As the state grapples with a severe shortage of affordable housing and the highest rate of homelessness per capita in the country, some lawmakers want the Department of Hawaiian Home Lands to pitch in resources to help solve the pressing problems.
State Sen. Will Espero, chairman of the Senate Housing Committee, contends the department is “sitting on” $100 million that he envisions could end homelessness for thousands of Native Hawaiians. He and other lawmakers also say the department needs to develop affordable rental projects in addition to fulfilling its mission of awarding homesteads to eligible Native Hawaiians.
The remarks were made during a wide-ranging legislative briefing Thursday before the House and Senate committees on housing and
Hawaiian affairs, during which lawmakers questioned DHHL’s director on the
department’s efforts to produce more affordable housing. The hearing came on the heels of a Honolulu Star-Advertiser story that
reported DHHL built no new housing units last fiscal year and ended the year with
$29 million in unspent federal housing funds.
Congress nearly a century ago passed the Hawaiian Homes Commission Act, setting aside 203,000 acres in a land trust to benefit Native Hawaiians with at least
50 percent Hawaiian ancestry through long-term leases of $1 a year for land to live, farm or ranch on. The number of eligible beneficiaries awaiting residential leases
totals more than 22,000 individuals statewide, with roughly half of the waitlist applicants on Oahu.
Jobie Masagatani, director of the Department of Hawaiian Home Lands, which administers the trust, said the state Constitution lays out DHHL’s primary responsibilities as “development of home, agriculture, farm and ranch lots,” and financing loans for those lots.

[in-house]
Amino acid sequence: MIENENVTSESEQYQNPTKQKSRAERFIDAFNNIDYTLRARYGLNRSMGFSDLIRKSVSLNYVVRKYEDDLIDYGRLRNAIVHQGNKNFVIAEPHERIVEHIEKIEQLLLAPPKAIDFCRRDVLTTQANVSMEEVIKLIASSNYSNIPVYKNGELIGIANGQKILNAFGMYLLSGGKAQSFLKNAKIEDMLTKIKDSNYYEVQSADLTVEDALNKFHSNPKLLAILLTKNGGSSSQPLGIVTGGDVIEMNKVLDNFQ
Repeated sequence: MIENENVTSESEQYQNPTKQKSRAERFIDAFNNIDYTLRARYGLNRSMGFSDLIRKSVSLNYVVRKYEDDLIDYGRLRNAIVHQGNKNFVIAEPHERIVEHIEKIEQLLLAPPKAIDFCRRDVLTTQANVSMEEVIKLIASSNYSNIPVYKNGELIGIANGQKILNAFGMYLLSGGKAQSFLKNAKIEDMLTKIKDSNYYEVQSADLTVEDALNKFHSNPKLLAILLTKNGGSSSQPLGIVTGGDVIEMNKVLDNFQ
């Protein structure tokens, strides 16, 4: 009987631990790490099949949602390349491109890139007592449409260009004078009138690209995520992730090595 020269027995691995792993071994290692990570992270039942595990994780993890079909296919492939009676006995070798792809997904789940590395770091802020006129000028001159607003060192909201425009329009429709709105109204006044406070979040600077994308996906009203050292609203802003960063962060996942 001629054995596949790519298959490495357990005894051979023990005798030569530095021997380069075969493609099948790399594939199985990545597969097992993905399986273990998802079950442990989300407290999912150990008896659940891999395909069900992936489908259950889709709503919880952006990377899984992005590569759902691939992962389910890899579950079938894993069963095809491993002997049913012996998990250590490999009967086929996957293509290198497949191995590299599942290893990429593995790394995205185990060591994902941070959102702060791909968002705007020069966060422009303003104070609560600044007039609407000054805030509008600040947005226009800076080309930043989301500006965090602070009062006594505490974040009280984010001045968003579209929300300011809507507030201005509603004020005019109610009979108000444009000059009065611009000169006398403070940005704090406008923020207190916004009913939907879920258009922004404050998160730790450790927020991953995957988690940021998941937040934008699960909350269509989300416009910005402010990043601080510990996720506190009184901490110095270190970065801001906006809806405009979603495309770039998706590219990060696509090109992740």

“You’ll note that housing or shelter is not specifically carved out,” she told lawmakers. That, she said, differentiates DHHL from state agencies like the Hawaii Public Housing Authority and the Hawaii Housing Finance and Development Corp.
Masagatani said in general DHHL has transitioned from providing turnkey homes and returned to a previous practice of awarding land lots with infrastructure to allow beneficiaries to build their own homes. For the year that ended June 30, the department awarded 76 land leases for single-family homesteads in Upcountry Maui and Windward Oahu. “Our kuleana (responsibility) primarily, consistent with the constitutional purpose, is to prepare the land,” she said.
Rep. Kaniela Ing, chairman of the House Ocean, Marine Resources and Hawaiian Affairs Committee, said the department needs to produce more housing, noting that the state helps fund the
department’s operations. DHHL’s roughly $30 million annual operating budget comes from a combination of state general funds, federal and trust funds.
“If your focus is on lots, it’s not enough,” said Ing (D, South Maui). “Let’s try to focus more on housing.”
He added: “I know you’re tasked with cutting down the waitlist. We’re also facing this housing crisis and we want DHHL to be a part of (the solution). There’s a land side and there’s a housing side. I hear you saying that your focus isn’t really the housing, and you have to prioritize the waitlist. But I think there’s a way that we can change the conversation from ‘either/or’ to ‘both/and.’”